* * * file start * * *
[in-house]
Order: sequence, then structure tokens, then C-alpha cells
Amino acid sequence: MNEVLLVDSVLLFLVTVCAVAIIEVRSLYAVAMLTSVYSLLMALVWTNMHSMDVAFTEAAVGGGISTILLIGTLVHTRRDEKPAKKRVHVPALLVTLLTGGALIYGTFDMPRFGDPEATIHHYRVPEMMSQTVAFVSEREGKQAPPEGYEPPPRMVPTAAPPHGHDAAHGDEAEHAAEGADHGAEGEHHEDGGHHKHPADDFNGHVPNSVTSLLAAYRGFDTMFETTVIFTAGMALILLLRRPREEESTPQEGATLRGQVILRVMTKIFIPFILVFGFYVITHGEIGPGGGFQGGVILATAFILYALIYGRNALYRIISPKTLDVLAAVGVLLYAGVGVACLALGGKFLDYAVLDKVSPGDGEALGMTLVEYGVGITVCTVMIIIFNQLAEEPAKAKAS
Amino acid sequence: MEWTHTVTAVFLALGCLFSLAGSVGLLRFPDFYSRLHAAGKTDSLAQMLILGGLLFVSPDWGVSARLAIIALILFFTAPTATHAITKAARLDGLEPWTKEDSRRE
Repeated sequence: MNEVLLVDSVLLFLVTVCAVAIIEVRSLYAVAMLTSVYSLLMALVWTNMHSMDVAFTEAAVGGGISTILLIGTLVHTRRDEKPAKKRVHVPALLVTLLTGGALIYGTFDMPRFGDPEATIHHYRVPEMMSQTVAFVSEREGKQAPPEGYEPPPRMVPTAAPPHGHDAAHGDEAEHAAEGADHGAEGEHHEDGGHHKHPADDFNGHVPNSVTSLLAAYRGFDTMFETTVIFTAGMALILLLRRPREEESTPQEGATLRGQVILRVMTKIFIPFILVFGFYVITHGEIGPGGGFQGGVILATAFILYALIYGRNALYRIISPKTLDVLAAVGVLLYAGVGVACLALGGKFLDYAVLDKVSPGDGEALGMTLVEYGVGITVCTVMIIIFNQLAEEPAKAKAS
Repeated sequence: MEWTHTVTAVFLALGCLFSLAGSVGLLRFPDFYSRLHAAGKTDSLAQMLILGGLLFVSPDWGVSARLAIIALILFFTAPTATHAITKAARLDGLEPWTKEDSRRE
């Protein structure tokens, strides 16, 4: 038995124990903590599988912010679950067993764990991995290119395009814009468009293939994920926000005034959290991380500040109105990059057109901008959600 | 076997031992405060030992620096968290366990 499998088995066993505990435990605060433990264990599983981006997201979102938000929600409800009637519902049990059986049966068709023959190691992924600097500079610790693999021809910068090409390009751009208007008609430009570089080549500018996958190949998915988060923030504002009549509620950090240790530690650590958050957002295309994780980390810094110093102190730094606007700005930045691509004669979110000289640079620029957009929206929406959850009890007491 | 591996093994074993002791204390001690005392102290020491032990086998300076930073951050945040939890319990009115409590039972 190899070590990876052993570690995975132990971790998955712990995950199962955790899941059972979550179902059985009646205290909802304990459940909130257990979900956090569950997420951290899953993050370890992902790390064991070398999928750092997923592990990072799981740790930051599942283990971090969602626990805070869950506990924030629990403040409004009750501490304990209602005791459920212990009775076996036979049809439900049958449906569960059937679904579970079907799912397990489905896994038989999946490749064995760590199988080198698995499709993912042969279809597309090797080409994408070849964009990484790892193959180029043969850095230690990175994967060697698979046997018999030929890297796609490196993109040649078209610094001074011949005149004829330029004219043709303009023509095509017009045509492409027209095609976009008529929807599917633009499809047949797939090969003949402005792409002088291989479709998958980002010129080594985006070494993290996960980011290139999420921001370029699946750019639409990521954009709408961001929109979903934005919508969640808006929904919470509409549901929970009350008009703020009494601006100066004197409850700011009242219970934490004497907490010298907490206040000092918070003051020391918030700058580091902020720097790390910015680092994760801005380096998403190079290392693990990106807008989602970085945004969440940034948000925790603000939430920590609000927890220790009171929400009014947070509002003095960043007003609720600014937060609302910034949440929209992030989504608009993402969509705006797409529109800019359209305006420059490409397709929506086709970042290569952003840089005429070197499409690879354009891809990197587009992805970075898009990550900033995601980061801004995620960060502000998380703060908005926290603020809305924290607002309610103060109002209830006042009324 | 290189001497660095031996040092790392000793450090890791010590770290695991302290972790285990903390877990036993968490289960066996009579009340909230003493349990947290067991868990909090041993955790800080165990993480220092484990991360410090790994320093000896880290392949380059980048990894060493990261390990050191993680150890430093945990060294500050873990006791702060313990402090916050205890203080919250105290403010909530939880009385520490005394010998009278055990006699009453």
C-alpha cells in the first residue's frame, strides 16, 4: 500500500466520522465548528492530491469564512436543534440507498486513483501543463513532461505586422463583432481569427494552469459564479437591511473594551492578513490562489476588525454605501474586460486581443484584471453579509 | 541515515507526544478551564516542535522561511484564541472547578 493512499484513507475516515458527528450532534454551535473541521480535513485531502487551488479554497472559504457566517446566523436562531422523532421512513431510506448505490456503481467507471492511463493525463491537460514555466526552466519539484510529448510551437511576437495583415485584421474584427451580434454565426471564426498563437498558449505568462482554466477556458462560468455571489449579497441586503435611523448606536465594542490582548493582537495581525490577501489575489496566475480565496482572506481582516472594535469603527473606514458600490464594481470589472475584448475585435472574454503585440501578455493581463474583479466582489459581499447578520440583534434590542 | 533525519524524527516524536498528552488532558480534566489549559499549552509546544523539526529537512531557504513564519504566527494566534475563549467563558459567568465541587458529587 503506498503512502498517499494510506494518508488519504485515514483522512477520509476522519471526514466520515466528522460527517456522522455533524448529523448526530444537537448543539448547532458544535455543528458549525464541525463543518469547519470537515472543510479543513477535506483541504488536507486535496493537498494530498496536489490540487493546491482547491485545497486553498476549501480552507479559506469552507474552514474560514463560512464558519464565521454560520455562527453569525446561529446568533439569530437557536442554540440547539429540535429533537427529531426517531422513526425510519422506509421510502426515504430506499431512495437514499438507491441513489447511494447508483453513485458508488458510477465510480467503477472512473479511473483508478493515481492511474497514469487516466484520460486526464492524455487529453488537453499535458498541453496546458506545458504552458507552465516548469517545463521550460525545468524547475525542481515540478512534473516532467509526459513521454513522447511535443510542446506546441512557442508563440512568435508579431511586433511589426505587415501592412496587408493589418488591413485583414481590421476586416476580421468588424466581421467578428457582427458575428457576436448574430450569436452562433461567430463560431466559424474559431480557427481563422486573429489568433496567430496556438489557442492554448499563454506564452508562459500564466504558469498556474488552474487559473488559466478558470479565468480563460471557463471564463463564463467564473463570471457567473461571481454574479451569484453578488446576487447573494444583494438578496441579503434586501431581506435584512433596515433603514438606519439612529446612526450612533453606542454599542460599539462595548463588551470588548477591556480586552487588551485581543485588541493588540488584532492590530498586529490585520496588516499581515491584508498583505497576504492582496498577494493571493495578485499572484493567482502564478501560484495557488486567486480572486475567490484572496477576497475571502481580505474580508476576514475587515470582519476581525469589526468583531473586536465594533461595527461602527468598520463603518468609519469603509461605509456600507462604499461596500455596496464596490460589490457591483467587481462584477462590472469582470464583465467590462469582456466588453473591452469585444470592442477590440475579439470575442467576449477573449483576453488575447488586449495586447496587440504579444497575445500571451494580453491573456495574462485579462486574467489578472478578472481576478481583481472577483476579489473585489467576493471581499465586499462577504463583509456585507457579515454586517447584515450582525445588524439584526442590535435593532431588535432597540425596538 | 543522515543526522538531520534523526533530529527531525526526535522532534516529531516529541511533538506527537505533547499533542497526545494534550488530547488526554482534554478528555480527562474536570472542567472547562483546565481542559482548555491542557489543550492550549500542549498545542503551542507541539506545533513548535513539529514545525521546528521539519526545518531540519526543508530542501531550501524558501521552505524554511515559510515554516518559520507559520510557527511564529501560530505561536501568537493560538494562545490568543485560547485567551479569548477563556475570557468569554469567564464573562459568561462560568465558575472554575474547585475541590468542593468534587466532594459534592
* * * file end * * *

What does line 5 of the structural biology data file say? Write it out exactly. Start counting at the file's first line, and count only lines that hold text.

Repeated sequence: MNEVLLVDSVLLFLVTVCAVAIIEVRSLYAVAMLTSVYSLLMALVWTNMHSMDVAFTEAAVGGGISTILLIGTLVHTRRDEKPAKKRVHVPALLVTLLTGGALIYGTFDMPRFGDPEATIHHYRVPEMMSQTVAFVSEREGKQAPPEGYEPPPRMVPTAAPPHGHDAAHGDEAEHAAEGADHGAEGEHHEDGGHHKHPADDFNGHVPNSVTSLLAAYRGFDTMFETTVIFTAGMALILLLRRPREEESTPQEGATLRGQVILRVMTKIFIPFILVFGFYVITHGEIGPGGGFQGGVILATAFILYALIYGRNALYRIISPKTLDVLAAVGVLLYAGVGVACLALGGKFLDYAVLDKVSPGDGEALGMTLVEYGVGITVCTVMIIIFNQLAEEPAKAKAS